Commoditization of PR: Redefining The Standard Agency Billing Rates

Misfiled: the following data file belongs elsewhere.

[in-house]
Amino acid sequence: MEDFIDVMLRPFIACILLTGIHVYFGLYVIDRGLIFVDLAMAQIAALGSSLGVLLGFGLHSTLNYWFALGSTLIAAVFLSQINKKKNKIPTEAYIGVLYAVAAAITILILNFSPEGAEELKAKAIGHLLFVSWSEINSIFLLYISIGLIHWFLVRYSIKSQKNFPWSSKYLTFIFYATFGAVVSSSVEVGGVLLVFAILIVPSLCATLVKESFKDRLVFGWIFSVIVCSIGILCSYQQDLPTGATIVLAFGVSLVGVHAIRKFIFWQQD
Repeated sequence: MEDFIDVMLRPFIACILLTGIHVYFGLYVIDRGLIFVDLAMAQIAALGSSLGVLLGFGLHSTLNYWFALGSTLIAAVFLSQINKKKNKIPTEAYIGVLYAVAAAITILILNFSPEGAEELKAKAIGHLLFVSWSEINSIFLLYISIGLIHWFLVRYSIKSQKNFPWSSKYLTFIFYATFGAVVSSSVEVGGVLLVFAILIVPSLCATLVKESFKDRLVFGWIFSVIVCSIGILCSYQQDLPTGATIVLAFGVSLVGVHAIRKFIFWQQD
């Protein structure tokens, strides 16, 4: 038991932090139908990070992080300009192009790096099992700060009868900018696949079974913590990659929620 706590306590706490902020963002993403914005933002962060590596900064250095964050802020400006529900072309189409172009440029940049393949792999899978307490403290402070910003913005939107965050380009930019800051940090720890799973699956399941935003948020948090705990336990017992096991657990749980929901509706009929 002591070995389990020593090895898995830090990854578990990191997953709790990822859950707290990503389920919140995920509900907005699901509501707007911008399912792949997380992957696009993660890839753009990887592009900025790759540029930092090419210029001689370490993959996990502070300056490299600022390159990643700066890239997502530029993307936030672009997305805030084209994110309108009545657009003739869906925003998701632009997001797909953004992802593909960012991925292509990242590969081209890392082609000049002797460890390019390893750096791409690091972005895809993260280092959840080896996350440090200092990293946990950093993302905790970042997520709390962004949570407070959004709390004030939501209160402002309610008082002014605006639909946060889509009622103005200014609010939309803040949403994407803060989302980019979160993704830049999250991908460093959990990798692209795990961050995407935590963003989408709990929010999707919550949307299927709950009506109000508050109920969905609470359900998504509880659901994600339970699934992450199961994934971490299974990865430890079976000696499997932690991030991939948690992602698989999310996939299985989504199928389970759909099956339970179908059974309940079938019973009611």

If communications professionals don't understand the following business reality, Armageddon is upon us: The PR industry has been commoditized in the years following the turn-of-the-millennium economic downturn, prompting the ratio of senior to junior executives to change dramatically. Here's why: For a company to be profitable, it must maintain an approximate 3.5 multiple, or the "salary" versus how much business it brings in. For example, if a company spends $1 million on employee salaries, then those employees must bring in at least $3.5 million in business - otherwise, that ship is destined to sink. This may sound like a problem for accountants to solve, but here's why agency and corporate communications managers should be concerned: Despite the necessary "strategic" value PR must bring to the table, many organizations' senior-most people (who average a 2 to 1 multiple) have been replaced by junior employees whose multiple is seven or eight-to-one, but who can't provide the high-level counseling required to keep the industry afloat. Thus, the counseling services that could and should be provided by PR agencies have been cannibalized by the likes of McKinsey, where executives can command higher prices without question. So what is the solution to such a conundrum? PR practitioners must be strategic counselors to stay relevant to their clients, but they must also meet their firms' financial needs. According to Tom Hoog, Hill & Knowlton senior counselor (and former CEO), the solution (at least a big part of it) lays in redefining the standards of agency billing practices. "From the counselor's point of view, you want to be able to provide the best possible communications counsel to support the client's business imperative," he says. That's the value-add that you should bring to the table. But, it must always be done in the context of being profitable for your own organization. It must be a win-win." Hoog points to the two most commonly used billing practices - hourly rates and retainers - as requiring modification in today's business context of commoditization. It's a tall order, but he backs it up with some very convincing suggestions for change. "Both hourly billing and retainers have downsides as far as accomplishing the goals of all parties," Hoog says. "The downside of a retainer is that it provides an opportunity for a client to take advantage of the counselor and to take so much of their time that it's not valuable. It has the potential for misunderstanding and therefore conflict between the client and the counselor because it doesn't clearly define the number of hours expected." As for hourly billing rates, he says, there are built-in limitations to creativity because counselors are often restricted or rushed by the clients' budget restraints. These significant downsides present equally significant complaints on the parts of clients and counselors. For the counselors, they can feel overworked and underpaid, and therefore under-produce; or, more likely, they will put their junior staffers on the job and then deliver less strategic, more tactical results. Then, writes Dennis Spring, president of Spring Associates, there are the clients' gripes: "Clients often complain that their agency goes over budget. This is especially true during economic boom times. The firms usually argue that ... the client [has] either implicitly approved of the extra work that was done on [their] behalf, or, that circumstances mandated that [their] account be over-serviced." So therein lies the problem. The solution? How about an outside-the-box approach, for starters? "There are several ways to address [the billing] issue - a value-add, for one," Hoog says. "For example, the ability to provide unique and special counsel that helps the client in a notable way would be rewarded accordingly." Consider this as a hypothetical example: A major news show calls a company because its reporters have gotten wind of a crisis in your company, and your spokesperson is preparing to go on air. There are three agencies that are offering their guidance. Two of them suggest traditional crisis management strategies, while the third proposes to use their contacts at the news outlet to get them to pull the story. This is a value that only they can bring, so you pay them accordingly. However, this situation is the exception rather than the rule, and circumstances only rarely enable such a contribution. Thus, Hoog's second approach is more plausible for most agencies: "Another approach that may apply better is a sort of compromise between hourly billing and a retainer," he says. "It's a contract predicated on a minimum that also provides the opportunity for additional services, as needed. The way to make that most valuable to the client and the counselor is to discount the hours inside the minimum, and then charge a normal hourly rate for additional hours." Here's a breakdown of how this payment strategy would play out: A client comes to a counselor with a project, and together they establish a guaranteed minimum number of hours (or a minimum amount of money) - say, 100 hours. Then, the counselor charges the client for those 100 hours, but at a discount (if the hourly billing rate is $250, then maybe the counselor charges $220 for up to 100 hours). If the client requires work over 100 hours, then they begin paying for the services on an hourly basis at the usual cost. "What you're really doing is building a partnership relationship with the client right from the start," Hoog says. "You're saying, 'We're committing to you at a discounted rate, but we also want to be able to do more to add value on an as-needed basis.'" Granted, there is no end-all solution to the challenge of fair agency-client billing rates, but Hoog's strategies make headway in the commoditization that threatens the industry's viability in today's marketplace. Under his plan, agencies can keep senior executives on accounts and still pull in enough money to meet their margins. Plus, it reinforces the thing upon which public relations was built in the first place: relationships. "We need to be people who are capable of walking into the corner suite and adding value," Hoog says. "All client-counselor relationships must be a partnership to be effective. If it remains a client-vendor relationship, the account is doomed." CONTACTS: Tom Hoog,; Dennis Spring, Agency Billing Rates According to the 2007 Salary Report put together by Spring Associates, not much happened in the way of hourly billing rate increases in 2006. A receding increase is seen as a "continuing correction of hourly rates that spiked dramatically during the dot-com boom years," according to the firm. Here is a snapshot of hourly fees in the three categories (ad agency-owned, top 100 independents and other independents): Ad Agency Owned: +2.9% (previously +10.7%) - AAE/Acct Assoc +6.4%, AE/Acct Mgr +5.0%, SAS/Group Mgr +3.9%, Media Mgr +3.4%. Top 100 Independents: +2.2% (previously +6.6%) - Sr Media Mgr +5.7%, Media Mgr +4.7%, AE/Acct Mgr +3.2%, AAE/Acct Assoc +2.7%. Other Independents: +1.9% (+2.6%) - AAE/Acct Assoc +8.2%, Media Mgr +7.9%, Senior Media Mgr +2.8%.